A desperate and largely unknown humanitarian crisis is deteriorating in the Lake Chad Basin region of West Africa, forcing millions of people to flee their homes and leaving millions more in need of humanitarian assistance. Oxfam is providing life-saving support but help is urgently needed to prevent the crisis turning into a catastrophe.
Immediate and lasting ceasefire, access to affected population urgently needed
Funding is needed to provide aid for tens of thousands of civilians
International aid agency Oxfam today warned that the conflict-driven emergency in Yemen could soon ignite into a full-blown humanitarian crisis unless immediate action is taken to stop the fighting between government forces and Houthi rebels in the north of the country.
The agency calls on all parties to the conflict to implement an immediate and lasting ceasefire to the fighting that started 11 August, and for the international community to intervene diplomatically to that end. The agency has also appealed for the provision of safe passage to deliver humanitarian aid to an estimated 90,000 displaced civilians facing extreme insecurity in Sa’ada city, Sa’ada governorate as a whole and parts of Al Jawf governorate.
Another 60,000 displaced people living in camps and communities south of the frontlines have begun receiving life-saving assistance like food, water and shelter from aid agencies. However the international community has thus far failed to provide the vital funding needed for the humanitarian response. To date, donations made towards a UN emergency appeal for US $23.7 million launched in early September have been minimal.
El Tayeb Musa, Oxfam Yemen Country Director, said:
“Aid agencies like Oxfam desperately need the support to help as many people as we can right now in areas that are accessible. Perhaps even more desperately, it is critical that agencies are able to safely reach civilians trapped behind the frontlines who we can only imagine must be in dire and urgent need of aid for survival.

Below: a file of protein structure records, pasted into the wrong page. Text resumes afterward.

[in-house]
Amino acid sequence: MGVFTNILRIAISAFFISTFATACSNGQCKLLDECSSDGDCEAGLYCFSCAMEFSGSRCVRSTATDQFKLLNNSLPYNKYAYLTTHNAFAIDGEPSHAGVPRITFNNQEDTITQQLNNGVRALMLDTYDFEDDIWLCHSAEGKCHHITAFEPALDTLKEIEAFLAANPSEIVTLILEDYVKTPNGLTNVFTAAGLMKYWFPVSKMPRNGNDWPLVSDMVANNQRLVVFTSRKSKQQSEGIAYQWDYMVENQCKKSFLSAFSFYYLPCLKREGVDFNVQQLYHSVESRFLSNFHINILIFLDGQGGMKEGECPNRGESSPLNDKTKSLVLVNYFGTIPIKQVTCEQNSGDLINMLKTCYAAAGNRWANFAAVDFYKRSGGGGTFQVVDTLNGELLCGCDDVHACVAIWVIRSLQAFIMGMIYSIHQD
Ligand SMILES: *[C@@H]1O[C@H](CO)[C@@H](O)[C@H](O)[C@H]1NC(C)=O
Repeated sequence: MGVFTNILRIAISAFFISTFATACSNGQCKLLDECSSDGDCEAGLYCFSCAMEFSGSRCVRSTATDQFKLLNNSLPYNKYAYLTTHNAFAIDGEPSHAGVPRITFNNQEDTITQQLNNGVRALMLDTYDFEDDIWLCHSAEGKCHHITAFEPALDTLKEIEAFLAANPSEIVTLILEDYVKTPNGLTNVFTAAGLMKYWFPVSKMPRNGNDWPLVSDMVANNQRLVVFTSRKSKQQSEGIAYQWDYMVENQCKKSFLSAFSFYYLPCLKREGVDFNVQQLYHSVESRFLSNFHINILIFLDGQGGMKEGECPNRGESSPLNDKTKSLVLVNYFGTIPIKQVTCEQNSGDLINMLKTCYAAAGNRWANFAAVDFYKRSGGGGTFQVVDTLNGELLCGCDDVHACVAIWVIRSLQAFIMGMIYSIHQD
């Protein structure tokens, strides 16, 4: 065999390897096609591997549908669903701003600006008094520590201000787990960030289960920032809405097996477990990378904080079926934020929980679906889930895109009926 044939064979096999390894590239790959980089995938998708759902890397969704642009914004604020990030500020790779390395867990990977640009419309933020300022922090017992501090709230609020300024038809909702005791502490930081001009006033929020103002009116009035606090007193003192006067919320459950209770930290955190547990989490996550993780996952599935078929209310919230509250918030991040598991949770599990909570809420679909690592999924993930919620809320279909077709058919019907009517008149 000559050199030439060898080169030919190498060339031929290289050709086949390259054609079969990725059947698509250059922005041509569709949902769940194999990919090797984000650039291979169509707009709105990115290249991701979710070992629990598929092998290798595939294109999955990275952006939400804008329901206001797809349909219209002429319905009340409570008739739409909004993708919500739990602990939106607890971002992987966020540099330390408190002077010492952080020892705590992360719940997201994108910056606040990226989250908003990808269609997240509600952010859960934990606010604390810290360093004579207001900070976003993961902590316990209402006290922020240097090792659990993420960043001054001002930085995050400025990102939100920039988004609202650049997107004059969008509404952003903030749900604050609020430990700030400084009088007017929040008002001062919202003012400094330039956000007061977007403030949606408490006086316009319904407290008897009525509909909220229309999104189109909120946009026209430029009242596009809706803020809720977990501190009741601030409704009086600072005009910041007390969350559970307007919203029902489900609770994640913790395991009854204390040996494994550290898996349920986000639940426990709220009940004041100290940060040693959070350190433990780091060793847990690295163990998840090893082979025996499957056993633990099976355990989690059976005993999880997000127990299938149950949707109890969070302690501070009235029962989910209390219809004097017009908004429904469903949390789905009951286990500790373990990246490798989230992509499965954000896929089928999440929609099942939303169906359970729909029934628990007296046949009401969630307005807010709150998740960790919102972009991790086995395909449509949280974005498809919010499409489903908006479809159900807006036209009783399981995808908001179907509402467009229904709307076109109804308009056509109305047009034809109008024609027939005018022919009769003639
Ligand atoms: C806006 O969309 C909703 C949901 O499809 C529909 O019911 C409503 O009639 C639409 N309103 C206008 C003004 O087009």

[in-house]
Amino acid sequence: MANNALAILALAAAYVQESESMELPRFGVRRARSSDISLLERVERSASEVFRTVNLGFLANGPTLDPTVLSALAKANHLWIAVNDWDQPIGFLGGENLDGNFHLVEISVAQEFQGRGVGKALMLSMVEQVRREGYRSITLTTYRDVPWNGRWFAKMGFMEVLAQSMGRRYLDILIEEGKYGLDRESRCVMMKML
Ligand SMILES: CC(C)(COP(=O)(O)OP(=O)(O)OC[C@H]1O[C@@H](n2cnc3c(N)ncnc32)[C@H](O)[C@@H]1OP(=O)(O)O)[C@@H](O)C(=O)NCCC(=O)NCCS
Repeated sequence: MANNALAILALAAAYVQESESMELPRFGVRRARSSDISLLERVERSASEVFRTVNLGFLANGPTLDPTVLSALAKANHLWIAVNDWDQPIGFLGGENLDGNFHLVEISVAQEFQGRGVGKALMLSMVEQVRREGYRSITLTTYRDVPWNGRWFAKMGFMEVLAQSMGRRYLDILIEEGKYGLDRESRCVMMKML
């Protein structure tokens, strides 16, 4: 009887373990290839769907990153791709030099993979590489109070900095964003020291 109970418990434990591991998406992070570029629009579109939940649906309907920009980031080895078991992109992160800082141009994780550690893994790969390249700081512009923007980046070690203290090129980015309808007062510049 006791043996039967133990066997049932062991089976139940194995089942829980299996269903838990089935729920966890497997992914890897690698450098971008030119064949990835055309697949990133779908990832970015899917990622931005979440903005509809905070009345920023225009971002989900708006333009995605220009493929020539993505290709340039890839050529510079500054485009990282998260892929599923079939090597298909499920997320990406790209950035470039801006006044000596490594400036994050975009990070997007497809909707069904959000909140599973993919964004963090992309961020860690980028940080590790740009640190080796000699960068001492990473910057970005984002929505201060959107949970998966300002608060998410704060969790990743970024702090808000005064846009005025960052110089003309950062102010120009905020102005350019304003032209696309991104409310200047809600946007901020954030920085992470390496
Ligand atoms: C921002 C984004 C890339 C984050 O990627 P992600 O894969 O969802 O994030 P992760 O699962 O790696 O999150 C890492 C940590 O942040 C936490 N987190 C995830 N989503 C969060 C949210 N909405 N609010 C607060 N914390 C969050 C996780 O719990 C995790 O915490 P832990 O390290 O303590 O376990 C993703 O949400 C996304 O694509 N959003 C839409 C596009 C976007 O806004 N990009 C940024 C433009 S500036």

“A sustainable ceasefire is priority number one, both to protect civilians from harm and to reach all of those in need – a majority of whom are women and children. It has already been a month since the crisis began and that means it’s been a month too long for affected civilians who are caught in the crossfire.”
The Yemeni government has requested the support of humanitarian agencies and Oxfam has agreed to provide 20,000 litres of clean water per day, along with sanitation and hygiene services in a new internally displaced camp in Amran governorate, some 30 kilometres south of the frontline. Oxfam is also in the process of providing sanitation and hygiene assistance to displaced families in Al-Mazrak internally displaced camp in Hajjah governorate with plans to assist a total of 15,000 people in the areas that are currently accessible to aid agencies.
An estimated 100,000 people have fled their homes and villages in the last month alone. The remaining internally displaced people in Yemen fled their homes and villages in previous flare-ups in fighting between government and rebel forces over the course of the past five years. In recent days, worrying signs of a dangerous escalation of this latest outbreak in fighting, have been multiplying.
Musa added: “Displaced people in camps that we are able to reach have told Oxfam that the entire population of their villages fled in the face of violent attacks and threats. At the same time we are deeply concerned about those we can’t reach. If the fighting intensifies or spreads, or even simply continues, we could be looking at another humanitarian catastrophe of terrifying proportions unfolding as the world watches from the sidelines.
“Now is the time for the international community to do all they can to pressure both sides to put an end to the conflict, allow aid agencies to reach those in need, and to prevent an even more tragic scenario from materializing.”